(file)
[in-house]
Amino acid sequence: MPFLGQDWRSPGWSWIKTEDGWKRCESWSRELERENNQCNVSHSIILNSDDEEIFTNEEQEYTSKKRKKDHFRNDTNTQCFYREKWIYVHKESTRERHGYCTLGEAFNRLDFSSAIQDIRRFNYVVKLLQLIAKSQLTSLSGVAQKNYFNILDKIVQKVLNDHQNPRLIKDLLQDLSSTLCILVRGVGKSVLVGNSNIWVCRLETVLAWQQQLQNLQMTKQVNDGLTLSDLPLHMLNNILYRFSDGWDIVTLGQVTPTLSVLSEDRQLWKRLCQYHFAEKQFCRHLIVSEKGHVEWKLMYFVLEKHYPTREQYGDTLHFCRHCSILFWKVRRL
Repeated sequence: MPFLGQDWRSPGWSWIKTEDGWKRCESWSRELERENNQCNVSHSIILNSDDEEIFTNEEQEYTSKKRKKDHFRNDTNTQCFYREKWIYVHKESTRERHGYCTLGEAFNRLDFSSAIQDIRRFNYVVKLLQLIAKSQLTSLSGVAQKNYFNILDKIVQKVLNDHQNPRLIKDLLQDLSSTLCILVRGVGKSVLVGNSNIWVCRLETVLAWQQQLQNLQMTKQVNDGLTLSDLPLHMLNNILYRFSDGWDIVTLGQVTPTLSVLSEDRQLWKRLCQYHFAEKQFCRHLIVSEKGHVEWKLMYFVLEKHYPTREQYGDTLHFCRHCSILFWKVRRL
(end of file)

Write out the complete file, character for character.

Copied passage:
[in-house]
Amino acid sequence: MPFLGQDWRSPGWSWIKTEDGWKRCESWSRELERENNQCNVSHSIILNSDDEEIFTNEEQEYTSKKRKKDHFRNDTNTQCFYREKWIYVHKESTRERHGYCTLGEAFNRLDFSSAIQDIRRFNYVVKLLQLIAKSQLTSLSGVAQKNYFNILDKIVQKVLNDHQNPRLIKDLLQDLSSTLCILVRGVGKSVLVGNSNIWVCRLETVLAWQQQLQNLQMTKQVNDGLTLSDLPLHMLNNILYRFSDGWDIVTLGQVTPTLSVLSEDRQLWKRLCQYHFAEKQFCRHLIVSEKGHVEWKLMYFVLEKHYPTREQYGDTLHFCRHCSILFWKVRRL
Repeated sequence: MPFLGQDWRSPGWSWIKTEDGWKRCESWSRELERENNQCNVSHSIILNSDDEEIFTNEEQEYTSKKRKKDHFRNDTNTQCFYREKWIYVHKESTRERHGYCTLGEAFNRLDFSSAIQDIRRFNYVVKLLQLIAKSQLTSLSGVAQKNYFNILDKIVQKVLNDHQNPRLIKDLLQDLSSTLCILVRGVGKSVLVGNSNIWVCRLETVLAWQQQLQNLQMTKQVNDGLTLSDLPLHMLNNILYRFSDGWDIVTLGQVTPTLSVLSEDRQLWKRLCQYHFAEKQFCRHLIVSEKGHVEWKLMYFVLEKHYPTREQYGDTLHFCRHCSILFWKVRRL